Remarks by Chargé d’Affaires Melinda Tabler-Stone at the Peace Operations and Security Challenges in West Africa Workshop

Good morning, Your Excellences, Major General Akwa, Brigadier General San Clemente, Distinguished Ladies and Gentlemen, All others protocols observed.

I would like to thank the Kofi Annan International Peacekeeping Training Centre and the Africa Center for Strategic Studies for inviting me to speak today.  I would also like to thank them for their dedication and leadership. They have trained more than 11,000 military, police and civilian personnel, and I am confident that the Peace Operations and Security Challenges in West Africa workshop will be a great success.

For many years, the United States has supported peacekeeping missions in West Africa, and we are committed to working with our partners in Ghana for many years to come. Ghana has been a major contributor to UN peacekeeping operations, supplying more than 3,000 police, military observers and troops throughout the region.

Together we are advancing peace and security by countering violent extremism, building national capacities in support of long-term security, and combating terrorism through effective governance, development, and rule of law. Together we are preventing transnational crime by assisting with border-, maritime-, aviation-, cyber-, and financial security to counter illicit drug, arms, people, and money trading.  And together we are working to prevent conflict and promote peace and security by ensuring, among other factors, that UN peacekeeping and peace support are adequately resourced.

The Peace Operations and Security Challenges in West Africa workshop will continue to move us forward. It will reinforce the 2015 Western Accord trainings conducted earlier this year and serve as a key element to an on-going series of military-to-military exercises. It will also support Africa Command’s peacekeeping training programs throughout West Africa.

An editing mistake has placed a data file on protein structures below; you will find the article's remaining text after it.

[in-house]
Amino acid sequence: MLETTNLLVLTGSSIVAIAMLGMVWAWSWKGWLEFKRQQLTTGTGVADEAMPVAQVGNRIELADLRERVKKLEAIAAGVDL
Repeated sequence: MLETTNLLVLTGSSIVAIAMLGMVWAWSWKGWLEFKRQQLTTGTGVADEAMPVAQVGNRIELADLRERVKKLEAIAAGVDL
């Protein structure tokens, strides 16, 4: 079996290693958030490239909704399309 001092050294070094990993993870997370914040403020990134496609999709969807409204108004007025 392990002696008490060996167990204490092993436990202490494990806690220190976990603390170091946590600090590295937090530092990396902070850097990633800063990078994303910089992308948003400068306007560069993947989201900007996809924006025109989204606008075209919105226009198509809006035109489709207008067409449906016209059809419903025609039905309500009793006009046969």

As a representative of the United States, I am proud of our track record in this region. In 2005, we established a Peace and Security Adviser at the African Union headquarters in Addis Ababa in order to have an immediate representative from the United States’ Armed Forces readily available to advise on issues arising within upcoming or present missions.  Since 2009, we have trained more than 250,000 African troops and police from 25 African nations to serve in United Nations and African Union peacekeeping missions.

In 2014, at the United States-Africa Leader’s Summit, we developed the African Peacekeeping Rapid Response Partnership, to build the capacity of African militaries to rapidly deploy peacekeepers. Under this new initiative – of which Ghana is a partner – the United States has pledged $110 million every year for 3-5 years to African nations in order to build their capacity to rapidly deploy peacekeepers in response to emerging conflicts. Between 2008 and 2015, we have provided more than $4 billion in military aid. We also continue to be the largest contributor to United Nation’s peacekeeping missions, currently providing nearly 30% of all funding.

We are proud to be your partner, and we recognize Ghana’s integrity and stability as a democratic nation in the emerging world. You are a testament to the potential success of others.  It is our hope that, through our mutual efforts, we will be able to positively benefit both Ghana and other nations in the future.

This workshop brings together African peacekeeping veterans, future peacekeepers, peacekeeping trainers and security experts, international partners, and American government officials so that we can analyze and adjust our approaches to conflict resolution in the region amidst a changing security landscape.  You represent collective security and international solidarity in action. I thank you for your service, and I thank you for the opportunity to be a part of today’s opening ceremony.